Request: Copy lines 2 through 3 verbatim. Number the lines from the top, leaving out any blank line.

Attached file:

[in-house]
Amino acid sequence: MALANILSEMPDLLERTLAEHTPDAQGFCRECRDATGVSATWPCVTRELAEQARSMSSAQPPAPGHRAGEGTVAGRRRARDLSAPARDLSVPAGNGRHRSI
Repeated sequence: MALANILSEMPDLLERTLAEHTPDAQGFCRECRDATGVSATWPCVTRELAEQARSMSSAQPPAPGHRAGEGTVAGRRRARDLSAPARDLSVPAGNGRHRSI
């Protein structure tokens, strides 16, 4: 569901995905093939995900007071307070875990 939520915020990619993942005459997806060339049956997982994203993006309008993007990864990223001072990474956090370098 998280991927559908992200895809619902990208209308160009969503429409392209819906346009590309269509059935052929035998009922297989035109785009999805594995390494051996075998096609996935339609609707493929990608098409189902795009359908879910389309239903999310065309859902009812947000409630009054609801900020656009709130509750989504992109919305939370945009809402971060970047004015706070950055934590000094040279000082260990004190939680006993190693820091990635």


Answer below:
Amino acid sequence: MALANILSEMPDLLERTLAEHTPDAQGFCRECRDATGVSATWPCVTRELAEQARSMSSAQPPAPGHRAGEGTVAGRRRARDLSAPARDLSVPAGNGRHRSI
Repeated sequence: MALANILSEMPDLLERTLAEHTPDAQGFCRECRDATGVSATWPCVTRELAEQARSMSSAQPPAPGHRAGEGTVAGRRRARDLSAPARDLSVPAGNGRHRSI